Focus on Fixing Financial System, Avoiding Next Crisis
IMF Survey online
October 18, 2010
- World central bankers meet in Asia to debate next steps to build stronger system
- China hosts IMF-sponsored conference on macro-prudential policy
- Need for broader financial sector reform underlined
Central bankers and other senior financial officials from around the world discussed in Shanghai ways of reinforcing the stability of a global banking and financial system still vulnerable to the shocks that triggered the recent international financial and economic crisis.
Calling for continued global cooperation, Dominique Strauss-Kahn, Managing Director of the International Monetary Fund (IMF) said Asia was leading the world recovery after the recession, but fixing the fragilities of the international financial system remained a top priority.
How to prevent another systemic breakdown—when financial sector problems can spread rapidly and infect the real economy and jobs—was the topic of a high-level conference in Shanghai on October 18. Senior central bank officials from Asia, Europe, North and South America, and Africa came together in Shanghai to debate the issue.
The conference on “Macro-Prudential Policies: Asian Perspectives” was sponsored by the IMF and hosted by the People’s Bank of China (PBC). Lead speakers included the Governor of the People’s Bank of China, Zhou Xiaochuan, IMF Managing Director Strauss-Kahn, IMF First Deputy Managing Director John Lipsky, and PBC Deputy Governor Yi Gang.
Participants from about 25 countries attended the closed-door meeting, and included central bank governors and deputy governors, along with other senior policymakers and regulators.
Importance of policy coordination
The Shanghai conference served to underscore the importance of dialogue and policy coordination linking the advanced economies, emerging market economies, and developing economies. “The great challenges of today all require a cooperative solution—especially if we are to achieve strong, sustainable, and balanced global growth in the years ahead,” said Strauss-Kahn in his keynote address.
Speaking at a closing press conference, PBC Deputy Governor Yi Gang said the conference had reached an “important consensus” on international cooperation in ensuring strong macro-prudential policies, because systemic risks “are very likely to spread over borders.” He also pointed to consensus on the need to have clear lines of responsibility in addressing macro-prudential issues--especially in the area of information gathering—and the need to foster close cooperation between central banks and other national regulators.
One key purpose of the Shanghai conference was to integrate the lessons learned from the financial turmoil of the global crisis. “This is directly related to today’s conference, which has reflected months of hard work by PBC and IMF staff,” IMF officials said. “Future growth must be safer growth, less prone to financial excess and the build-up of macroeconomic imbalances. So financial sector and macro-prudential policies are like the glue that holds the system in place.”
Range of risks
During the crisis, troubles in one institution quickly spread—leaping across national borders—to threaten the whole complex web of financial relationships. The global crisis showed that simply looking at the safety and soundness of individual financial institutions in isolation is not sufficient; supervisors need to be aware of and respond to a range of systemic risks—and to understand clearly where responsibility lies for addressing those risks.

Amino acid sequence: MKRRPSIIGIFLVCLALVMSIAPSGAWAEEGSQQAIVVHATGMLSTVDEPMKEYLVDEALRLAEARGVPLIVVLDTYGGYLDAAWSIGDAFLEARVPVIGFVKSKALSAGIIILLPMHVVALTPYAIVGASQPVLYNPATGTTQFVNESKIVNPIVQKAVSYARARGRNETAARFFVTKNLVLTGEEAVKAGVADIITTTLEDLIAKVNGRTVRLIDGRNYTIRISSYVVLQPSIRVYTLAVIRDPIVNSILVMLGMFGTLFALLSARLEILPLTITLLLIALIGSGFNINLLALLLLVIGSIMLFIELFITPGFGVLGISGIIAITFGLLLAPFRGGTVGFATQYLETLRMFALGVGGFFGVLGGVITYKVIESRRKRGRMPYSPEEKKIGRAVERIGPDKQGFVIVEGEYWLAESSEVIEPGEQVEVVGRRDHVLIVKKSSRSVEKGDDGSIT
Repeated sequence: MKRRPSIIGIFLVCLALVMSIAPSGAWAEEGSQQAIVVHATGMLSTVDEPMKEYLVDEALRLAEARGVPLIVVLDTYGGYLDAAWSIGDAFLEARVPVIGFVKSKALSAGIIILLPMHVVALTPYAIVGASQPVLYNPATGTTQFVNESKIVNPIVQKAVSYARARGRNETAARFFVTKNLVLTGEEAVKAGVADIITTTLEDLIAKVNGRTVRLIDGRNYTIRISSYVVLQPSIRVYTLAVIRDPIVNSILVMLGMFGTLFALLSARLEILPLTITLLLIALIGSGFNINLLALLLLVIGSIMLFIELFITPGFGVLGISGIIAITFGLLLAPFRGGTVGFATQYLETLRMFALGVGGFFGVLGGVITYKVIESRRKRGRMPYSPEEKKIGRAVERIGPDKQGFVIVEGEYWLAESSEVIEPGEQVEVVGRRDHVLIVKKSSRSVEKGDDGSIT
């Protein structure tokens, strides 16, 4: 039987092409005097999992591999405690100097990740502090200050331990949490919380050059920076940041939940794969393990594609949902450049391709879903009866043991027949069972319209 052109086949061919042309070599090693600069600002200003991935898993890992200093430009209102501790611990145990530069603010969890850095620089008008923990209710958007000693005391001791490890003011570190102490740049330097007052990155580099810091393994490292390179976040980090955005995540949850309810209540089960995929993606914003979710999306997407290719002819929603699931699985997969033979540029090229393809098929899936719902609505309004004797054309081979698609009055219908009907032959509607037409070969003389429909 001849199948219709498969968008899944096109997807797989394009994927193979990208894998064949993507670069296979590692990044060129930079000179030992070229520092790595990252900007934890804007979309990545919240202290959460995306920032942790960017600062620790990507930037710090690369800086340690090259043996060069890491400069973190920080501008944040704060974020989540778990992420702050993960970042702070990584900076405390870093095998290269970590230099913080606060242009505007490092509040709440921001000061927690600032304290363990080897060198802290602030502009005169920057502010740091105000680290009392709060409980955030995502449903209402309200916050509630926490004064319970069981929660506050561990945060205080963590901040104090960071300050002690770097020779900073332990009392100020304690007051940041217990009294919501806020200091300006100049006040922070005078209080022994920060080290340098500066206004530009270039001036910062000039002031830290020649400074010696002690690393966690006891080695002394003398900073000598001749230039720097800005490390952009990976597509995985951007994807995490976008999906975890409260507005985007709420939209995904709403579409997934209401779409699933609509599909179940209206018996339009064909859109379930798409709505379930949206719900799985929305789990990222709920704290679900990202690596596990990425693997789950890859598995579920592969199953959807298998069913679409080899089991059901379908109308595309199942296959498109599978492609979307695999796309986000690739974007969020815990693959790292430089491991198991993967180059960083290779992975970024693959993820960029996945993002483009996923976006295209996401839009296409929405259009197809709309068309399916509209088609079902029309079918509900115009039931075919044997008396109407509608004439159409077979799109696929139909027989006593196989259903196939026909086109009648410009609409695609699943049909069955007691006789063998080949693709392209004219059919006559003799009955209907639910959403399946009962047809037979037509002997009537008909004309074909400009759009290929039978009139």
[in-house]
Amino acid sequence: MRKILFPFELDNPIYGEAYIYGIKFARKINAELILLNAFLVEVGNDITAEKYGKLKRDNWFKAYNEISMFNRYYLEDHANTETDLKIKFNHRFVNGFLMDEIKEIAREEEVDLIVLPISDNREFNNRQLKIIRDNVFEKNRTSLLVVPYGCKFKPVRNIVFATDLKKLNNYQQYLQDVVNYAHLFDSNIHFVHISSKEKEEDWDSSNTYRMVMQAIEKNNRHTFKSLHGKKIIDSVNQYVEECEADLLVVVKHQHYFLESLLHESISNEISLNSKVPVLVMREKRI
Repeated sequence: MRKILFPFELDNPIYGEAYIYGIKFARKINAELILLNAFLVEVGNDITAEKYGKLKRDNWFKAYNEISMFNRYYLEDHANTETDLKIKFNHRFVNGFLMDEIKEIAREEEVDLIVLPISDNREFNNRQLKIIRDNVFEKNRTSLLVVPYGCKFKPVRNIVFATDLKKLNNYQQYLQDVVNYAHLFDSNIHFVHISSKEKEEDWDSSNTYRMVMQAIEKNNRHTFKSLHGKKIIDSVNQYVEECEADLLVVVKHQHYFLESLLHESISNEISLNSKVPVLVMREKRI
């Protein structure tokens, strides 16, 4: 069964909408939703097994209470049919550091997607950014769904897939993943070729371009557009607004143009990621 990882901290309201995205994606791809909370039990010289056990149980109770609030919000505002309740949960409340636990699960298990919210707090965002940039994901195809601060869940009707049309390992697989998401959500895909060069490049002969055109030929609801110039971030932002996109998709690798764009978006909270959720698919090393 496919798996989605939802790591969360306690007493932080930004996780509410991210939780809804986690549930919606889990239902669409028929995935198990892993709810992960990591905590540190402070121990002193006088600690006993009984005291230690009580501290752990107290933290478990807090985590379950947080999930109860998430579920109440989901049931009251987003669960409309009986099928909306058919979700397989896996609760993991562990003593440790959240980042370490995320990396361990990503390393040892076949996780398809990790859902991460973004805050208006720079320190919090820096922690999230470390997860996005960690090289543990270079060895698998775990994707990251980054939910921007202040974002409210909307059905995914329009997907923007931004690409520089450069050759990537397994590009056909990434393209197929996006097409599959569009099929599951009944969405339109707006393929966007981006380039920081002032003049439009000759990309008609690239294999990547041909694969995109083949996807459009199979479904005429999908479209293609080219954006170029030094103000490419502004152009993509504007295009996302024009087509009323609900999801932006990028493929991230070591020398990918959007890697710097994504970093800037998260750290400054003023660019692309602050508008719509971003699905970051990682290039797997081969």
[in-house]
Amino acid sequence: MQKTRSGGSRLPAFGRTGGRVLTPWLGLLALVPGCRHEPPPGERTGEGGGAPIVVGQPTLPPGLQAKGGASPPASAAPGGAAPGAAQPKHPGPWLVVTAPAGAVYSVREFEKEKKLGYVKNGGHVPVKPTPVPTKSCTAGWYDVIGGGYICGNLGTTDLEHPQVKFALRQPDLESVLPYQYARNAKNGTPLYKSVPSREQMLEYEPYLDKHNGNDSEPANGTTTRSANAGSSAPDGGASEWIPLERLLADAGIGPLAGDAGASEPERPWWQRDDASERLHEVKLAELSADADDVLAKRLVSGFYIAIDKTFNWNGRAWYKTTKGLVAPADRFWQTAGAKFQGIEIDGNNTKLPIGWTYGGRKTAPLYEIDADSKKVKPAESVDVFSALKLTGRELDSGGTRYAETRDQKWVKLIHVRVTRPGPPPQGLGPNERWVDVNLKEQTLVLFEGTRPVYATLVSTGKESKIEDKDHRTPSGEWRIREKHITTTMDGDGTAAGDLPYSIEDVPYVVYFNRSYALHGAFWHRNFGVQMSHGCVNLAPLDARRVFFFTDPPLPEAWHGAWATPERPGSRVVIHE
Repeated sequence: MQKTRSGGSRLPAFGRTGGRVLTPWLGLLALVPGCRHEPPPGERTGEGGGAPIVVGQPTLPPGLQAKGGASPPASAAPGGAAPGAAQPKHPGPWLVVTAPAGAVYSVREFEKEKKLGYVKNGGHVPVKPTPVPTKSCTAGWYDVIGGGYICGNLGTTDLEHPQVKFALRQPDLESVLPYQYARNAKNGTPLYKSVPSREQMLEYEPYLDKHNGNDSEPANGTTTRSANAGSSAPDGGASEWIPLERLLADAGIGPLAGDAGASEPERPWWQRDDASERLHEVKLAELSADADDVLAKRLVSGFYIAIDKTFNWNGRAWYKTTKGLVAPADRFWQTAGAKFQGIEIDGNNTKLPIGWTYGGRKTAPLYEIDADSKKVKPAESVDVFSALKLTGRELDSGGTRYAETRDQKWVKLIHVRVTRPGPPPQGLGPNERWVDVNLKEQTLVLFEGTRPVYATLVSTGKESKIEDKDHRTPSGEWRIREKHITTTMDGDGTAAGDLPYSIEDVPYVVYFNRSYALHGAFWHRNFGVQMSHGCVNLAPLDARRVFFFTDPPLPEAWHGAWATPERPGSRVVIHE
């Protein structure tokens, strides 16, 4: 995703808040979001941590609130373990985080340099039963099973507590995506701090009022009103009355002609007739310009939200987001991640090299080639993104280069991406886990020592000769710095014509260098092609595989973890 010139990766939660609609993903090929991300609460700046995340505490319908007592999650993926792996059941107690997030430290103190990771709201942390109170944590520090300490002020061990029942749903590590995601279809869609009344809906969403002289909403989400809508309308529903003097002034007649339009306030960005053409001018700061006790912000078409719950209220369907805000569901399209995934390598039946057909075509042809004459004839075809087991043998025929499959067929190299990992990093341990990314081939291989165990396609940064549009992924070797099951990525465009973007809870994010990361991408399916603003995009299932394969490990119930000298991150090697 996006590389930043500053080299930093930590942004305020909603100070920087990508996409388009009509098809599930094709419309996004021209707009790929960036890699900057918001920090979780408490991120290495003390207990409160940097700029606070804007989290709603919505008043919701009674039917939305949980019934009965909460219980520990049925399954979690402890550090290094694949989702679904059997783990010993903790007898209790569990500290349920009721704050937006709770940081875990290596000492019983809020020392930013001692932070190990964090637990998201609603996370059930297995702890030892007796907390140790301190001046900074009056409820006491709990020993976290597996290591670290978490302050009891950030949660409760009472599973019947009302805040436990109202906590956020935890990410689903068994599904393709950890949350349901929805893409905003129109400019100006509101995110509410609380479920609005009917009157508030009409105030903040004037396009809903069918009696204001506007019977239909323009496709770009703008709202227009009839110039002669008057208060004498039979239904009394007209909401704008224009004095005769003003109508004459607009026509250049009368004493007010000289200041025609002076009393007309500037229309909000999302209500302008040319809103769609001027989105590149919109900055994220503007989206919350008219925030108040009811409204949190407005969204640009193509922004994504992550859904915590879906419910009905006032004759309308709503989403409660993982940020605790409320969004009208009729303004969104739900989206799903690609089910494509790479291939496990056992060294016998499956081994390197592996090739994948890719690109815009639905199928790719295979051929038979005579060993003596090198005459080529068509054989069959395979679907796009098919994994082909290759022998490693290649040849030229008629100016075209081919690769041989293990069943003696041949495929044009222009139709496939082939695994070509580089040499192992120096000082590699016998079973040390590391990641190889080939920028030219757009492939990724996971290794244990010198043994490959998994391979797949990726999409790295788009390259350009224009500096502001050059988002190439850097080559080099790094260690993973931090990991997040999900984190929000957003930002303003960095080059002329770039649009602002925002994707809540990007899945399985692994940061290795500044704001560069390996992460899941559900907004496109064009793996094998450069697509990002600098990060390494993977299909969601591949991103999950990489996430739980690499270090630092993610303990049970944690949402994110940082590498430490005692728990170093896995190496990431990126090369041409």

Another lesson was that policymakers need to avoid complacency in the face of asset price and credit booms. “Clearly, conventional macroeconomic policies and macro-prudential tools are intrinsically linked, just as price stability and financial stability are intrinsically linked,” Strauss-Kahn said. “We need a holistic approach, which means a changing role for central banks in the years ahead.”
The Shanghai conference addressed a range of issues related to macro-prudential policies—meaning policies that focus on the financial system as a whole and attempt to limit system-wide distress through regulation and better supervision.
The conference sought to define the institutional contours of a new macro-prudential policy framework, and the range of tools that could be applied to mitigate systemic risk and limit procyclicality, including regulatory norms and taxes.
Officials discussed country experiences—including from within the Asian region—with a particular emphasis on the interaction of macro-prudential policies and capital flows.
They also discussed the implications of a macro-prudential approach for central bank policies.
At the same time, the conference was intended to highlight the growing importance of Asia in the global policy discussion, especially as the region’s policymakers are taking important steps in the post-crisis period to implement macro-prudential measures to strengthen the system.
The Shanghai conference followed a major gathering in July 2010 in Daejeon, South Korea, that marked a new stage in the Fund’s relationship with the region. The Daejeon conference brought a consensus for a stronger IMF role in Asia, with the Fund making its analysis more useful to Asian policymakers, strengthening the global financial safety net, and enhancing Asia’s voice in the global economy.